Policy Proposals of the Food Movement

The journal Applied Economic Perspectives and Policy (AEPP) just published a paper I wrote critically evaluating the policy positions advocated in a series of articles by Mark Bittman, Michael Pollan, Ricardo Salvador, and Olivier De Schutter (see here, here, and here). If you don't want to read the paper, I also recorded a podcast with AEPP editor Craig Gundersen, where we talked about a few of the high points.  

Debate about the next Farm Bill is already beginning, and I suspect many people in the agricultural community would argue that the so-called food-movement should be ignored because it does not seem to have much effect on farm policy.  I'd argue that view is short sighted.  First, the population dynamics have change dramatically over the past half century, giving more power to the food consumer.  Second, the larger size and more integrated nature of farms today is likely to make them less sympathetic as recipients of subsidies than has been the case in the past.  And, as I outline in the paper, evidence of the shift is beginning to emerge.

While members of the so-called food movement have historically had much less influence on farm and food policy than, for example, farm commodity organizations, recent events suggest that dynamic could be changing. Food movement members have been extraordinarily adept in fomenting the modern day food and farm zeitgeist, selling numerous bestselling books and garnering space in influential media outlets. For example, in 2015 the New York Times hosted a “Food for Tomorrow” conference, which focused on food and farm policy issues that are centerpieces of the food movement agenda. Former First Lady Michelle Obama made food policy a signature issue by planting a White House garden, retooling school lunches, and including the White House chef as a policy advisor. The emergence of the local food movement, as well as state ballot and local initiatives on labeling of genetically engineered food, soda taxes, and farm animal housing, can also be seen as outgrowths of the impacts of the food movement.

I won't summarize the whole paper here, but the main purpose is to try to bring the food and agricultural economics profession into this debate.  My own view is that Bittman et al. offer no consistent, underlying philosophical basis for when the federal government should (and should not) intervene and that they misjudge the trajectory of health, environmental, and productivity changes in food and agriculture and thus overstate the urgency and scope for intervention.  More specifically, I would argue that many of their specific proposals are unlikely to pass a cost benefit test.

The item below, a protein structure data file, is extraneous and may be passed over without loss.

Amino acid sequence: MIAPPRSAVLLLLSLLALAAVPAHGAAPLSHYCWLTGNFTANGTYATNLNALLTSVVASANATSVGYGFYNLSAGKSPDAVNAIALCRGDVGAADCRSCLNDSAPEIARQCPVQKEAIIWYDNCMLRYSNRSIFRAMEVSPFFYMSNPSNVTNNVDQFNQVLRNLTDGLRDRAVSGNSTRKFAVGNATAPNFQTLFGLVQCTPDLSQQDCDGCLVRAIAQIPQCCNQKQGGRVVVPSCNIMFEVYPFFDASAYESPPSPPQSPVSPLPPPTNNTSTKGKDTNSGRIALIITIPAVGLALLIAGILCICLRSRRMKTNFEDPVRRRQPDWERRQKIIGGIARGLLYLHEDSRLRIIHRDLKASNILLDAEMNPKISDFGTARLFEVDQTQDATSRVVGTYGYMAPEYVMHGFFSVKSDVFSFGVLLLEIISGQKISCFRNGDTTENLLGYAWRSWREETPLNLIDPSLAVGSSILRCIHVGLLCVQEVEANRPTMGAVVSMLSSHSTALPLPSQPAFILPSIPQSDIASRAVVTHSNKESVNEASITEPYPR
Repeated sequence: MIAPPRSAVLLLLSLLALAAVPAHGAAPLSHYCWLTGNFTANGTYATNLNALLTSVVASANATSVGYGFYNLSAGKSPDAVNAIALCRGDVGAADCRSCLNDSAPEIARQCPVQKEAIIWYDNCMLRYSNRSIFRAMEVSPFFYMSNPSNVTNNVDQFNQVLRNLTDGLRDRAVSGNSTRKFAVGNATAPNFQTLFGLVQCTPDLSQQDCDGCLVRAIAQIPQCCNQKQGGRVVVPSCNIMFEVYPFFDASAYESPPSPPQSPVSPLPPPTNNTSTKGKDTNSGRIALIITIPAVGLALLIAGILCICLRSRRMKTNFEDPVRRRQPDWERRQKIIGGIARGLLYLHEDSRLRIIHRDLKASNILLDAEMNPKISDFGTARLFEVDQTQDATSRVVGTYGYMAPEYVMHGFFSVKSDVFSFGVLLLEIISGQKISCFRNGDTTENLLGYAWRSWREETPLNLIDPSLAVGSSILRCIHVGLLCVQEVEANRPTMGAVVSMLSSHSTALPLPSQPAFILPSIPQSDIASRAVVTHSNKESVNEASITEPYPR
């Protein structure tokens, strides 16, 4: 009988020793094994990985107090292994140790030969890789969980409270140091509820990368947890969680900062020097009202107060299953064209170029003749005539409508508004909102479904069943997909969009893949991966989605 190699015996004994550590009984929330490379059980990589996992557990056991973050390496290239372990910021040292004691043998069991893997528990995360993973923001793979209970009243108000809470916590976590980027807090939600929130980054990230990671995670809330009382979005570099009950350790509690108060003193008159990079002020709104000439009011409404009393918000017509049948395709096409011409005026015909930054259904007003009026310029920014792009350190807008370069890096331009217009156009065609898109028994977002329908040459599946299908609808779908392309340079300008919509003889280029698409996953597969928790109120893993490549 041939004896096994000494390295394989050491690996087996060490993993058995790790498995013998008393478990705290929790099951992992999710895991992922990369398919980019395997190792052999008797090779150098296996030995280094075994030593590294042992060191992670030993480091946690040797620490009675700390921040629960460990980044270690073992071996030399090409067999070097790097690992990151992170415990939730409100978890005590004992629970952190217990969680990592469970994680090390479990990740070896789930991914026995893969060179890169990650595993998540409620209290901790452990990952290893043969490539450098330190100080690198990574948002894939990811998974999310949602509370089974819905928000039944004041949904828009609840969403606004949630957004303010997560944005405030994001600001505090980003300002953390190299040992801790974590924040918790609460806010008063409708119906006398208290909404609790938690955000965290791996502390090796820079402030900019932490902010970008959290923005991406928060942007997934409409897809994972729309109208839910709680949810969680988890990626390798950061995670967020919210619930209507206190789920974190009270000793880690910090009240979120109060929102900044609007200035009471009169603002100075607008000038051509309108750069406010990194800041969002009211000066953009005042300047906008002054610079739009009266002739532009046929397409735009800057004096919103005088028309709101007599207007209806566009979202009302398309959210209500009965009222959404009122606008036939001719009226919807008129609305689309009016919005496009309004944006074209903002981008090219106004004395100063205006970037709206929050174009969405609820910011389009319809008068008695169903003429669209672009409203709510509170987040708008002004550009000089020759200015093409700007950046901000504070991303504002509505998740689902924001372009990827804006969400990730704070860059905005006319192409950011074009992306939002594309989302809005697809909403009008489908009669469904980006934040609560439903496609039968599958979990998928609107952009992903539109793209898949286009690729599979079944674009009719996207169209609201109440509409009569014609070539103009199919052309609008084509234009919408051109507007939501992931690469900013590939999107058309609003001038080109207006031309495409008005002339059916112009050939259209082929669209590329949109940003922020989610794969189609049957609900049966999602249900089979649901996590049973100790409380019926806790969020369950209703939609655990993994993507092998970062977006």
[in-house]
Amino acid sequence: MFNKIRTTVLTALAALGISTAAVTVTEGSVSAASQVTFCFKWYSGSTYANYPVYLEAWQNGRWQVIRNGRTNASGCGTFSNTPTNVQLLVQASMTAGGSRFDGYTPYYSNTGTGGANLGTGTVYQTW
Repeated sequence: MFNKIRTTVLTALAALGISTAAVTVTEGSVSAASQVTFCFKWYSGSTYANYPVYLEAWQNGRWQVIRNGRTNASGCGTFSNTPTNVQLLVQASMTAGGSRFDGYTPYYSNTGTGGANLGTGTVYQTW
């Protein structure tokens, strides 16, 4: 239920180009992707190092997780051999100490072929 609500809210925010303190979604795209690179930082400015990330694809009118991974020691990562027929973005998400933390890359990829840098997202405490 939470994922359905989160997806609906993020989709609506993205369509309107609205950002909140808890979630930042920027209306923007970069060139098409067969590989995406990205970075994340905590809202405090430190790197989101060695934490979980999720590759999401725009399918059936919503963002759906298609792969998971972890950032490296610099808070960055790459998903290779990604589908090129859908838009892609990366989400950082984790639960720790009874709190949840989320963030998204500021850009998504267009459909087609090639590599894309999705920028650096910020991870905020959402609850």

Here is part of the concluding paragraph from the piece.

There are some points of agreement related to the need to reform current farm subsidies and the need to alter existing government policies that act as barriers to entry. However, the authors spend virtually no time discussing those policies that are likely to have the biggest bang for the buck for the present farmers responsible for producing the bulk of the nation’s food supply or for the average food consumer. These include activities and policies that expand the size of the pie, rather than redistributing the pieces to favored groups. For example, research on productivity-enhancing technology improves both farmer and consumer well-being and lessens impacts on the environment. In addition, American farmers are more prosperous when they have access to consumers all over the world by having open borders and freer trade unhindered by nontariff trade barriers based on specious food safety claims; consumers benefit from trade as well by gaining access to more diversified foodstuffs and more affordable food. While Bittman, Pollan, Salvador, and De Schutter’s (2015) are not economists and should not be expected to frame their policy proposals in economic terms, that does not absolve economists of the responsibility to engage with their ideas, particularly in light of the fact that current trends suggest the policy proposals are gaining traction with a growing number of consumers and politicians.